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In Free Mobile Games, a Tiny Minority of 'Whales' Still Does Most of the Buying

Just 0.23 percent of all mobile gamers are responsible for two-thirds of all in-game sales.

Ken C. Moore / Shutterstock

By and large, players expect mobile games to be free — and although the number who convert to paying users is inching up, almost none of them ever pay anything, according to a new report from app testing firm Swrve.

The report looked at in-app purchases made within freemium games in January 2015, with a sample size that Swrve says numbered in the “tens of millions.” It found that 2.3 percent of players ever make a purchase, up from 1.5 percent a year ago, and that the top 10 percent of that group (so, 0.23 percent of the total) is responsible for two-thirds of all sales.

Whether that counts as improvement depends on your perspective. Although the total number of payers is up, the proportionate purchasing power of that top fraction of players is also even higher than it was a year ago. In January 2014, that group represented “only” 51 percent of all in-game sales.

Swrve argues that free-to-play games are becoming increasingly dependent on this small minority of big spenders, commonly referred to in the industry as “whales.” Small purchases of between $1 and $5 are still the most common among apps surveyed, but represent 13 percent of overall sales, half of what they were worth a year ago; the second-most common type of purchase, worth between $11 and $20, went from representing 22 percent to 39 percent of all sales.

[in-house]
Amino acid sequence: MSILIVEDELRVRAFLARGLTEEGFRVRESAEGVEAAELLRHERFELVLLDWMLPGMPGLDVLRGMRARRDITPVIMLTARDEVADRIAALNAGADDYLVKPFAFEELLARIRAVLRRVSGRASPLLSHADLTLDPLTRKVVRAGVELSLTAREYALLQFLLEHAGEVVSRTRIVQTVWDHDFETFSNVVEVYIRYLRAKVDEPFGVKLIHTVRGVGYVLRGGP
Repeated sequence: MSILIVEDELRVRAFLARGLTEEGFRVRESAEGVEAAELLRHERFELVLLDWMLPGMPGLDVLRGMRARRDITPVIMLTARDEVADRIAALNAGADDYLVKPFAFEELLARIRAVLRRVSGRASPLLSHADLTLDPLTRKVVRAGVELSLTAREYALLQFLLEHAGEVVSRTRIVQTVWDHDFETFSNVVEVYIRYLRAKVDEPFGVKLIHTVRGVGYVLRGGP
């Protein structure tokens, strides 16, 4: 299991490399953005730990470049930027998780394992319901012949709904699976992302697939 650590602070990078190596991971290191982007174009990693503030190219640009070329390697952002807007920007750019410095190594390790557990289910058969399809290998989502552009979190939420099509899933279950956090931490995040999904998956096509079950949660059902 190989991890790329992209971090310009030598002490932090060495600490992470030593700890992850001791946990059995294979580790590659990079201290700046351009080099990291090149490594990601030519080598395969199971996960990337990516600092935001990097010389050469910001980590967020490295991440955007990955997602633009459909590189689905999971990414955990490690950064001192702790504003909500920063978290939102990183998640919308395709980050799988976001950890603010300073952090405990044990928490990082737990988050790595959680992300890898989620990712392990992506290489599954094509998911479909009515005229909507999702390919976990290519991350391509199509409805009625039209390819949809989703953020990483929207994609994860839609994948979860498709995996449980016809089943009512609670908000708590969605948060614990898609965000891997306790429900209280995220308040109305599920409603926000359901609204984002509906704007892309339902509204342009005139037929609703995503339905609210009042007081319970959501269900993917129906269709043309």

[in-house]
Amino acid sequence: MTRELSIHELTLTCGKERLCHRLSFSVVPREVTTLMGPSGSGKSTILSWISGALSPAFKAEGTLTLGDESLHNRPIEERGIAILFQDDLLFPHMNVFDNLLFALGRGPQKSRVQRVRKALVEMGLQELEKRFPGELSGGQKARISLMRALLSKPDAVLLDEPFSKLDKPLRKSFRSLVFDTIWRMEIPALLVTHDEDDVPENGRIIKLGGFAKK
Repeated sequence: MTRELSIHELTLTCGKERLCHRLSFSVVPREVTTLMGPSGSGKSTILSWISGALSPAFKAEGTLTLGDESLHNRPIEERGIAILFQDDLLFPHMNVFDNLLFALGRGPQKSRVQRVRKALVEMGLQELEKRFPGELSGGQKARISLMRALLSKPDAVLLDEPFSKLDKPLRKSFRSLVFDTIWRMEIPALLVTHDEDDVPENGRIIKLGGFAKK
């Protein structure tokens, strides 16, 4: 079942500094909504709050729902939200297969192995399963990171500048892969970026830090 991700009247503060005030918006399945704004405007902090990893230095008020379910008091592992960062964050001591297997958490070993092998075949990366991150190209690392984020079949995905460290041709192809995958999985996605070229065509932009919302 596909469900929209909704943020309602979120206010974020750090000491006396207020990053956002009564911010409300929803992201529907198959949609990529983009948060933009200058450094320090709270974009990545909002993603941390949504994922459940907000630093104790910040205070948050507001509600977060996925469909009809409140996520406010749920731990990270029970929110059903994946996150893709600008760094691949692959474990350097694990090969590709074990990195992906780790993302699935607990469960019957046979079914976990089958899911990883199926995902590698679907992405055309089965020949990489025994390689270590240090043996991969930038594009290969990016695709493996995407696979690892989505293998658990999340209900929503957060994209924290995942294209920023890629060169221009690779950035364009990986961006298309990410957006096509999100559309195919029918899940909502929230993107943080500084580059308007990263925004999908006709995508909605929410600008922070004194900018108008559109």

And this isn’t just about landing one $15 sale: A fifth of payers made five or more purchases in January, up from 13 percent of payers the year before.

The number-free takeaway, for those of you who don’t find this digit-minutiae inherently fascinating: Mobile gamers as a whole may be warming up to shelling out some cash for their fun. But luring in the right handful of players, the right whales, is still the surest bet. Thar she blows!

This article originally appeared on Recode.net.